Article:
Thursday, February 14, 2013

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An Old Distiller's Trick Revived in Oregon

In Hillsboro, Oregon, west of Portland, the Imbrie family erected a granary barn around 1855, a few years before Charles Darwin published The Origin of Species. With a handful of repairs here and there and a new concrete floor, it remains standing today. Inside, distiller Bart Hance makes whiskey and brandy on a still that's almost as old as the building itself.

Look closely: that's a metal can dangling in the middle.
The still is a French model, known in Cognac as an alambic Chartentais, typically used to make brandy and popular on the American west coast. This one was found in an old barn in France and shipped to Oregon where it stayed boxed for years before being installed in the granary. Other than a few brass fittings, the pot still is entirely copper and has a graceful, curving neck through which alcohol-rich vapor rises on its way to the condenser. At 160 gallons, it's not the biggest still one will find in the United States, but it is one of the more venerable. Unlike some modern stills, it has no sight glasses, no thermometers, no computerized reports indicating what's happening inside. On an old still like this, to know what's happening on the other side of the copper at any given moment, one must relies on sight, smell...and sound.

Sure, there's the sound of the gas fire. The intensity of that sound will indicate broadly how much heat is directed at the bottom of the pot. If the sound of the fire dies away unexpectedly, trouble — dangerous trouble — may be brewing. But attendees of a brandy distilling workshop sponsored by the American Distilling Institute learned from Hance to listen for another sound: the jarring clang of falling metal.

See, it takes a long time for wine or beer to heat up in the boiler of a pot still, especially if it's at the frosty room temperature of an old wooden barn. A distiller can't just sit there like a plate of biscuits waiting for the wash inside the pot to warm. There are forms to be completed, barrels to move, and a dozen other tasks involved in running a distillery. So, lacking readouts and internal thermometers common in some modern stills, Hance deploys an old French trick well-known to Cognac makers that allows him to do those other jobs while the still heats. He attaches a large, empty metal can to a string, then loosely wraps the string around the still's neck. With a dab of wax, the string stays in place.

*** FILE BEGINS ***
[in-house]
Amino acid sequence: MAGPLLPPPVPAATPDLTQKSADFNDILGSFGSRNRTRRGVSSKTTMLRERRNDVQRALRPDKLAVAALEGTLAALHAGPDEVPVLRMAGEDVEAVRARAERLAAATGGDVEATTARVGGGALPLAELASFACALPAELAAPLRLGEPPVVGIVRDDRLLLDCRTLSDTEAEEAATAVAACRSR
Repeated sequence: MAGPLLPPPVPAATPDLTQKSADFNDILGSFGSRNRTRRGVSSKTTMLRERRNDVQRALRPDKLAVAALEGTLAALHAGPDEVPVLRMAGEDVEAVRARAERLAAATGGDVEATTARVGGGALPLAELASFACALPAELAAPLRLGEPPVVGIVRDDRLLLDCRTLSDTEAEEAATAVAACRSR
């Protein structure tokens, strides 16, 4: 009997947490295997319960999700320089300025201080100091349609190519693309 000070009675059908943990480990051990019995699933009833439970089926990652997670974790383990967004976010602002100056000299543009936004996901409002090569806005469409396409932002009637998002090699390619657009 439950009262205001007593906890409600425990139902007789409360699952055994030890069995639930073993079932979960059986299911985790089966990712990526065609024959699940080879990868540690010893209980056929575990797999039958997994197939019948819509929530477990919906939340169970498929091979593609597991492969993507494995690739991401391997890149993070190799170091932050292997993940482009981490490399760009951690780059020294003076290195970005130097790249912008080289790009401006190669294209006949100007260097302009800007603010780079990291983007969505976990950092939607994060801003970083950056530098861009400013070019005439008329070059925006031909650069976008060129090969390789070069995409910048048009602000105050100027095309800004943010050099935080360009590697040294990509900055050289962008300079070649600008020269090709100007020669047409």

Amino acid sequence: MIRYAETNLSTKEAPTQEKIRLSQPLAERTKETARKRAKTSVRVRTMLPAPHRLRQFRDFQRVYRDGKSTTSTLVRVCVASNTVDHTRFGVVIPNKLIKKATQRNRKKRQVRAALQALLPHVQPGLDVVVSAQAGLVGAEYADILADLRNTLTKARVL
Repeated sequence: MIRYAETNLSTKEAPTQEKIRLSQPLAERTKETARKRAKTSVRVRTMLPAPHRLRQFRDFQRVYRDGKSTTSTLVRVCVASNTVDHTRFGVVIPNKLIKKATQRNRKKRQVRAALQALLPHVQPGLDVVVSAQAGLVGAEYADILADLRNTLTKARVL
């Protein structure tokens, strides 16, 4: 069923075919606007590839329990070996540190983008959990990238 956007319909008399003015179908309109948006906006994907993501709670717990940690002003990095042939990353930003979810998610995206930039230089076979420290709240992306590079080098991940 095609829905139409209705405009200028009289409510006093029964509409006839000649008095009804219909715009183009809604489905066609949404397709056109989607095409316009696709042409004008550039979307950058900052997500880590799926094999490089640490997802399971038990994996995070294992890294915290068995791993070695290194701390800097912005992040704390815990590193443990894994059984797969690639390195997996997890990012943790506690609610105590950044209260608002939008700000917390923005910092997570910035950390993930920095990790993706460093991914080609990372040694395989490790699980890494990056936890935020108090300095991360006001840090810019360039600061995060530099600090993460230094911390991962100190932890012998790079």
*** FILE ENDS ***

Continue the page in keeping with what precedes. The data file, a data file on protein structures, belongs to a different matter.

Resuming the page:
And then the distiller walks away.

As the wash heats and vapor begins to rise, the copper (an excellent heat conductor) grows warm. Eventually, the neck grows warm enough to melt that dab of wax and — CLANG — the can drops and clatters onto the bricks below, sounds loud enough to be heard anywhere in the barn. That's the signal that Hance has perhaps ten minutes before liquids start trickling from the condenser and to wrap up whatever he's doing; there are cuts to be made.

Hats off, Hance; that right there is some old school merde.

Goes well with:

  • A visit to Cornelius Pass Roadhouse and Imbrie Hall. The former Imbrie homestead is now owned by McMenimins who were instrumental in getting the property listed on the National Register of Historical Places. The whiskeys, brandies, and other spirits made at Cornelius Pass and at the company's Edgefield distillery are not for sale in liquor stores, but are entirely for internal use at the various bars, hotels, and restaurants under the McMenamins banner. Imbrie Hall, however, offers a selection of bottles for take out.

1 comment:

CognacTasting said...

Nice to discover such a still that can be used... far away from the vineyards of Cognac
Want to visit other stills under operation, have a look here :